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Kidney Stones Health Center

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Kidney Stone Analysis

How It Is Done

The kidney stone you take to the lab will be cleaned of any blood or tissue and then looked at to find what chemicals it is made of.

How It Feels

The most common way a kidney stone is collected for this test is by passing it in urine. Passing a stone may be painless or it may be very painful. The pain can begin suddenly and may come and go. A sand-sized stone may pass with little pain. A larger stone may cause a lot of pain in the lower back, groin, or genitals as it moves down the ureters or the urethra.

A small stone may pass without medical treatment. A large stone may need surgery or another type of procedure to get it out.

Risks

There is no chance for problems with kidney stone analysis. But a kidney stone can:

  • Have bacteria that can cause a urinary tract infection (UTI).
  • Damage the kidney, especially if the stone is a staghorn (struvite) stone.
  • Block the urinary tract. This can happen while the stone is passing through the tract.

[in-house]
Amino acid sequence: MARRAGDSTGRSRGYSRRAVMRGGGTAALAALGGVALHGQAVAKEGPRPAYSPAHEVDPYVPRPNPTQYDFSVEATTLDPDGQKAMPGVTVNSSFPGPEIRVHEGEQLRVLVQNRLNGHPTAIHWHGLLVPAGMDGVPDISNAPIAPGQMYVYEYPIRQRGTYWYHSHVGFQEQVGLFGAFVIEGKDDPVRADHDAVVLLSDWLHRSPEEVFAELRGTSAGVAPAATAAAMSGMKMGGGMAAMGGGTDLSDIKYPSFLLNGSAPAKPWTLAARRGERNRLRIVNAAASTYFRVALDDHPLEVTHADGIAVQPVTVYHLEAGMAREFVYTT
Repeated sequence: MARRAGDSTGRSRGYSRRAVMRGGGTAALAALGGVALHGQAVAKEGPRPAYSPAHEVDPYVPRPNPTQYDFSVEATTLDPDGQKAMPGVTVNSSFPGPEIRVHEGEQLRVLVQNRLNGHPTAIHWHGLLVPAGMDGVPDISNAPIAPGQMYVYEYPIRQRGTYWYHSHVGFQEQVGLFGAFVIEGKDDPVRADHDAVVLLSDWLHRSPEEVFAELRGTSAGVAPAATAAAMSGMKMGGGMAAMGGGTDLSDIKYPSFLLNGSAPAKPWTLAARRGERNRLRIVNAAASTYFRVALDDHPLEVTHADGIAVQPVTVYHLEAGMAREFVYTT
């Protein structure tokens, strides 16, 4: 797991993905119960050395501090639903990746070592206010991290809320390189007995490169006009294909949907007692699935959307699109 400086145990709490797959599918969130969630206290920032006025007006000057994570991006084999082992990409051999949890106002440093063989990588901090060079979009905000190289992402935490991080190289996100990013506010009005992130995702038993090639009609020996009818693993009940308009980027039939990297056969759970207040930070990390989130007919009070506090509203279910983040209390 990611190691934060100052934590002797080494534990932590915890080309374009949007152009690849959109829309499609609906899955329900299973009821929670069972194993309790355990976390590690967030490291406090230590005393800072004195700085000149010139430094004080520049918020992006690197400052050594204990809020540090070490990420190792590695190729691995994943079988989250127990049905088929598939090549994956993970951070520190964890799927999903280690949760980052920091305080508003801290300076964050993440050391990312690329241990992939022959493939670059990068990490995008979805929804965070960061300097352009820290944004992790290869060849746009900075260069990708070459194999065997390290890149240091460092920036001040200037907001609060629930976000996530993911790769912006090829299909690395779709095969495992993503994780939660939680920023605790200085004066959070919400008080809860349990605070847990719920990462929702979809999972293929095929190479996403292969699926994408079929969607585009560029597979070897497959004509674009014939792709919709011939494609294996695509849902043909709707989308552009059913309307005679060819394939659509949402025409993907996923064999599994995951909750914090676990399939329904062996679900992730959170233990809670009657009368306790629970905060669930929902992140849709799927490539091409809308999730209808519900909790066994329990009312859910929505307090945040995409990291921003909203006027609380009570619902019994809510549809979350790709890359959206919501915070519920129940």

Results

Kidney stone analysis is a test done on a kidney stone to see what chemicals are in it.

Knowing the type of kidney stone helps guide the best treatment choice. Your doctor will talk with you about treatment and prevention measures.

  • About 80% of kidney stones are made of calcium oxalate, calcium phosphate, or a combination of both.1
  • About 10% to 15% of kidney stones are made of magnesium ammonium phosphate (struvite).1
  • About 5% to 10% of kidney stones are made of uric acid.1
  • Less than 1% of kidney stones are made of a chemical called cystine.1

What Affects the Test

Putting tape on a kidney stone to keep it safe on the way to the lab may cause a problem with the test results.

What To Think About

  • About 80% of kidney stones in the ureters can be seen on an X-ray.
  • A computed tomography (CT) scan of the ureters and kidneys (also called a CT urogram) is the most common way to find kidney stones. To learn more, see the topic CT Scan of the Body.
  • Ultrasound may also be used to find kidney stones. To learn more, see the topic Abdominal Ultrasound.
  • Another test that can be done to find a kidney stone is intravenous pyelogram (IVP). During IVP, a dye is put into a vein in your arm. As the dye moves to the kidneys, X-rays are taken to watch the movement of the dye and see where a stone may be. To learn more, see the topic Intravenous Pyelogram (IVP).
  • Most kidney stones have calcium in them. A low-calcium diet does not often prevent stones from forming. To learn more about lowering your chance for a kidney stone, see the topic Kidney Stones.
  • Knowing the type of kidney stone helps guide the best treatment choice.

WebMD Medical Reference from Healthwise

Last Updated: September 24, 2012
This information is not intended to replace the advice of a doctor. Healthwise disclaims any liability for the decisions you make based on this information.

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